Black Jungle is the nearest "FrogFarm" around here that I know of and that's about an hour and a half from me.....with gas prices as they are and all........although, I do need some supplies....lol....

Thanks again folks !
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#8
be careful with putting a lot of small cultures in the tank/s. i know of one frogger who had frogs die because of the CO2 produced by the yeast in fresh cultures which were put in tanks. i have no idea what safe levels are or how to correct for it, but before you put ten cultures in a tank you should consider this. i know that folks put cultures in tanks for vacation, so one culture should not be a problem, but i'm not sure about using a lot of small ones. maybe your 'babysitter' could swap out cultures so they don't all go in the tank at once?
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#9
some fans on vents would solve the co2 build up problem though. woulden't it?

then just need to adjust for heat and humidity.
an extra heat lamp and a small fogger could possibly take care of that.
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#10
Wouldn't the CO2 also kill the flies ?? If there was enough of that produced in a culture, I think the flies would succumb to it....no ?

I will consider having my friend change out the cultures...that would probably be a good idea.
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#11
actually, just last week i made a new culture with too much yeast which killed all of the flies the day i added them, even though i let the culture sit several hours before adding flies. it can happen. and i was more worried about the cumulative CO2 from many small cultures at once.
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#12
Good point on on the co2 Mack. It is something that I didn't think about. They will be about a week or more into production though, and I think the major yeast bloom would have settled down by then? but I'm not positive on how long or strong it is produced.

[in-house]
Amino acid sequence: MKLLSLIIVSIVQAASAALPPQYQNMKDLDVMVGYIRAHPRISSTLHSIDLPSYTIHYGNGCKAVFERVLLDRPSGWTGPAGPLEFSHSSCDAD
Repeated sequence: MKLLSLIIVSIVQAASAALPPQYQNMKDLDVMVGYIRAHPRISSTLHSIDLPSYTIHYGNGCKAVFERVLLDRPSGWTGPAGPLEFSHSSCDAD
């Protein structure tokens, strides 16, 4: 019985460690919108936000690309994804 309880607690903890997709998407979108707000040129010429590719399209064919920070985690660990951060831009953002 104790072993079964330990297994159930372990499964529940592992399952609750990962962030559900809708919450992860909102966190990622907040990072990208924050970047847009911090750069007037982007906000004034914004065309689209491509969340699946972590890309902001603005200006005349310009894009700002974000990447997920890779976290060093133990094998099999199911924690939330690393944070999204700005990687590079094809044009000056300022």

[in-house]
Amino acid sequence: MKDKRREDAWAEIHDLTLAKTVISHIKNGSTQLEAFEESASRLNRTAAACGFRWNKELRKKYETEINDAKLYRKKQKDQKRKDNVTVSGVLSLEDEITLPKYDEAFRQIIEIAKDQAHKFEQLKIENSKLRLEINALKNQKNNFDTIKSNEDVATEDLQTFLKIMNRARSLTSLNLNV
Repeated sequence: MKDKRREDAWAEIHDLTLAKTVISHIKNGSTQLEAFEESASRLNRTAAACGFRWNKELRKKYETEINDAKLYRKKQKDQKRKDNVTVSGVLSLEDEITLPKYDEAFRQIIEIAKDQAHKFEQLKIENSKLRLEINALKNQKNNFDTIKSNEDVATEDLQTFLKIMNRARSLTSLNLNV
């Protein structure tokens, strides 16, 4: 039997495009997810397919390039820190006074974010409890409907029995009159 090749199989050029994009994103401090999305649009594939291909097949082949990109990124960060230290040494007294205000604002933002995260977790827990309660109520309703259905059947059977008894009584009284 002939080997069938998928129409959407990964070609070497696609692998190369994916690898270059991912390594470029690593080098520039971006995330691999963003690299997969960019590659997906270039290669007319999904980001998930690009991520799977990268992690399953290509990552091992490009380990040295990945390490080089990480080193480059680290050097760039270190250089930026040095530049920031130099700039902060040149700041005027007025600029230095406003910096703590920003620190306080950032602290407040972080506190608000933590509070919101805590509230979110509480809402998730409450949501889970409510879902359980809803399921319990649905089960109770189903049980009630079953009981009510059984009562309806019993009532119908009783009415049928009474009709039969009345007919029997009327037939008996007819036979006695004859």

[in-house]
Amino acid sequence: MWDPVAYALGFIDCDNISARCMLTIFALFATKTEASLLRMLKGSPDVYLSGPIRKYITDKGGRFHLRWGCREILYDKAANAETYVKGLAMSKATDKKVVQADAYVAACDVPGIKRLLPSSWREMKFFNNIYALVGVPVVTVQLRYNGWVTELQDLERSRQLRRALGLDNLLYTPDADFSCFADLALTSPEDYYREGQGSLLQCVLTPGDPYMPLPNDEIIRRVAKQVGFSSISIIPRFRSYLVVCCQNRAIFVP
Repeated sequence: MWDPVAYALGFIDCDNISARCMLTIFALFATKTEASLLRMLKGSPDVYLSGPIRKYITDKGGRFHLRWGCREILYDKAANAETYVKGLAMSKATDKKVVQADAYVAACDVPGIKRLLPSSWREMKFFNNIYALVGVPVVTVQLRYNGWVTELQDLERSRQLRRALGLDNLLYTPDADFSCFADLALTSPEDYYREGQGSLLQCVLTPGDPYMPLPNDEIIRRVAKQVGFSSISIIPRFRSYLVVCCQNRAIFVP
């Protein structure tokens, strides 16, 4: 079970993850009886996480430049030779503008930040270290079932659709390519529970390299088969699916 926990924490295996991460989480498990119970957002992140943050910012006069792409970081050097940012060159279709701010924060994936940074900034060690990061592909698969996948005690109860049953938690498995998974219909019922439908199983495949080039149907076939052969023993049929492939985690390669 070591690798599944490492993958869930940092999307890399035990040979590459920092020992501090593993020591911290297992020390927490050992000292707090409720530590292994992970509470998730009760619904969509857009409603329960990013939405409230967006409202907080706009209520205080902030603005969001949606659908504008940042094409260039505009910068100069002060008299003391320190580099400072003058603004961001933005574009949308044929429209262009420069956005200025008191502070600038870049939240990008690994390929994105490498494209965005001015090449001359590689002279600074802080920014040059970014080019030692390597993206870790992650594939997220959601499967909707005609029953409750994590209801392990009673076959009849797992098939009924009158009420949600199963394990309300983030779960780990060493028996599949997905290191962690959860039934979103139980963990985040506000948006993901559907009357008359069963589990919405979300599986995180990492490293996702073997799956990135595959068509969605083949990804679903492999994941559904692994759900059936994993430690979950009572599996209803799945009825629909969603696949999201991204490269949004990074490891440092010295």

It would probably be best to make the mini's without the added bakers yeast. The flies will bring enough with them to get the cultures going You should be able to get by with just using about 4 of these per tank? And I was picturing about a teaspoon of media with about 10 flies each. That should produce a lot less co2 then a full size culture would.

Feed heavy up until the day you leave, Time the 1st one to hatch on the 2nd day gone, 2nd on 4th, 3rd on 6th, 4th on 8th. Then you will be home on the 10th day. I would start experimenting on media amount/fly amount to see what kind of production they will yield. You may need to scoop out some of the larva/media, or double up the cultures, before you place them in the tanks, depending on the out come.
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#13
Yep....high temps, low humidity and CO2 buildup are much more of a "vacation killer" than lack of food.

Large sized adult frogs can easily go 1 week to 10 days without food, provided you give them a good going away buffet before you leave.

Smaller frogs and froglets cannot go quite that long.